Today’s Identity of the Day Is…
#1: (no subtitle/unthemed) My first zine, a collection of poetry and visual art. It’s mainly about disability and abuse, with a side of (a)gender and (bi/pan/a)sexuality. Each copy has little individual touches.
#2: Transitions: an ode to autumn and a discussion of all the changes in my life in the last year, including finding incredible community, changing my pronouns, realizing new things about my dis/ability, and taking on a femme identity.
#3: Man-Hating Bisexual: Equal parts political statement and misandrist gossip, Man-Hating Bisexual is the story of how my sexuality has gradually shifted away from men, told through stories about the guys I’ve dated or almost dated (and one girl I didn’t realize I wanted to date).
Man-Hating Bisexual includes helpful material such as a thorough breakdown of my definitions of bisexuality and pansexuality and statements of why claiming bi matters to me and how my man-hating bisexuality works.
[tw: r*pe and abuse mention]
Prose, poetry, prosetry, a lot of drawings of clothes, and some miscellaneous other visual art. It’s destruction, transformation, and humor. You can think of it as a Today’s Identity of the Day Is…#1.5
From the intro: “This one is for the poor, disabled, femme victim/survivors of abuse, because we know dirty laundry in all its forms. Dirty Laundry is about the nasty, messy, grimy shit that won’t come clean. When it’s not terrifying and gut-wrenching, it’s tedious and tiresome.
Sometimes it’s the big concepts – abuse, rape – that really get to me, and sometimes it’s the little things, the obscenely mundane. It’s not fun, but I know hearing other people’s gritty details would’ve helped me with my own. So I’ll stake my claim and wave my dirty laundry like a flag. Let’s find each other.”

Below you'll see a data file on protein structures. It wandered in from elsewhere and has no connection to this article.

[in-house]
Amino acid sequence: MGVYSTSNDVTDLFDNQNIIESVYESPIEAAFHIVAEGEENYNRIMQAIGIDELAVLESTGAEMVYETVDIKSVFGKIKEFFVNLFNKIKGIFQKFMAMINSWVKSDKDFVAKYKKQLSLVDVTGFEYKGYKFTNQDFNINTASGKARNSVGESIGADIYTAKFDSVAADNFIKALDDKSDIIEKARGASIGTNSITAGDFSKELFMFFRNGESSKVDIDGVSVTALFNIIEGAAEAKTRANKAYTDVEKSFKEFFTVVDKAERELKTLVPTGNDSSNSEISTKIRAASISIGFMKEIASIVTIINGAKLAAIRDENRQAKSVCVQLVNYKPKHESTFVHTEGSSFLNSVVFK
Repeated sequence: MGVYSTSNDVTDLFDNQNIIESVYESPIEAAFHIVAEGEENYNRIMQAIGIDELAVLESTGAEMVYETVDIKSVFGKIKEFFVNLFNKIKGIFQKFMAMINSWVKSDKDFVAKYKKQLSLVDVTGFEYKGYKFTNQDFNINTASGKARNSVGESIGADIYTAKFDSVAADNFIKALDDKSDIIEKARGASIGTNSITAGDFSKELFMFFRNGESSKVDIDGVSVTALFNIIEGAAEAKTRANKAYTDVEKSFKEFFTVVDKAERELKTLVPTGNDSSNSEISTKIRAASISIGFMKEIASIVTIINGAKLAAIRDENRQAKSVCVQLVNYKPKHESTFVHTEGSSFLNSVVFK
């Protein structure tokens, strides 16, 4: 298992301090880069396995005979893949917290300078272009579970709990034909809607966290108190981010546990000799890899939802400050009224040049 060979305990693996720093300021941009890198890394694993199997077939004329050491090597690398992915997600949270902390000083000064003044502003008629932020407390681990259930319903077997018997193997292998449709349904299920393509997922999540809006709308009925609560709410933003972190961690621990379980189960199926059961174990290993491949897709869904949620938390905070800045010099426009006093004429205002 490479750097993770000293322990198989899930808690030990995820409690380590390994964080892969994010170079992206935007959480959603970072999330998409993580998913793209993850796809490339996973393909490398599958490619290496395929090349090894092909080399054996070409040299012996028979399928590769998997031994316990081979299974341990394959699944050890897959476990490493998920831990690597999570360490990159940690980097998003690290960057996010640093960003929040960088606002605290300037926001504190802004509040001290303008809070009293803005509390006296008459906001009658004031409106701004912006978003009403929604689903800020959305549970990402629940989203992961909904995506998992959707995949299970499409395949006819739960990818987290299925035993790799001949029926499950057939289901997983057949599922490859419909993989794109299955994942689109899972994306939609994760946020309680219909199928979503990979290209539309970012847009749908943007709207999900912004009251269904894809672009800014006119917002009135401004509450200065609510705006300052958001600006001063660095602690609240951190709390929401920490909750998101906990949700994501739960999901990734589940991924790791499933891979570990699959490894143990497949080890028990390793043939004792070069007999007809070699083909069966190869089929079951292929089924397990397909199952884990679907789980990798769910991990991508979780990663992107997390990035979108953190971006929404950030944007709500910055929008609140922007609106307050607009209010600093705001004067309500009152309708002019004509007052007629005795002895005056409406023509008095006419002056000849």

Empty Gender, Full Bladder
A zine about the difficulties of using all-gender bathrooms on a campus that has far too few, in a cissexist world where people don’t really see what the point is anyway. This zine uses documentary photography, prose, poetry, paper cutouts, collage, humor, and wordplay to weave together a narrative about my daily struggles.
Disabled Artist Affirmations
From the introduction: “While these affirmations are meant to be encouraging, they’re not entirely “positive” in the sense that many mainstream affirmations are. In my experience, affirmations are most powerful when they also acknowledge how unpleasant reality can be. I want affirmations that can meet me in the pit of hopelessness and despair to lift me up a little, not ones that ask me to wish or believe my way out.
There are also some recommendations of other artists and media because they’re relevant and important to me and I couldn’t resist.
I love you, disabled artists. Your art and your solidarity are vital to my well-being. I hope my affirmations can help you feel more secure in your beauty and your value.”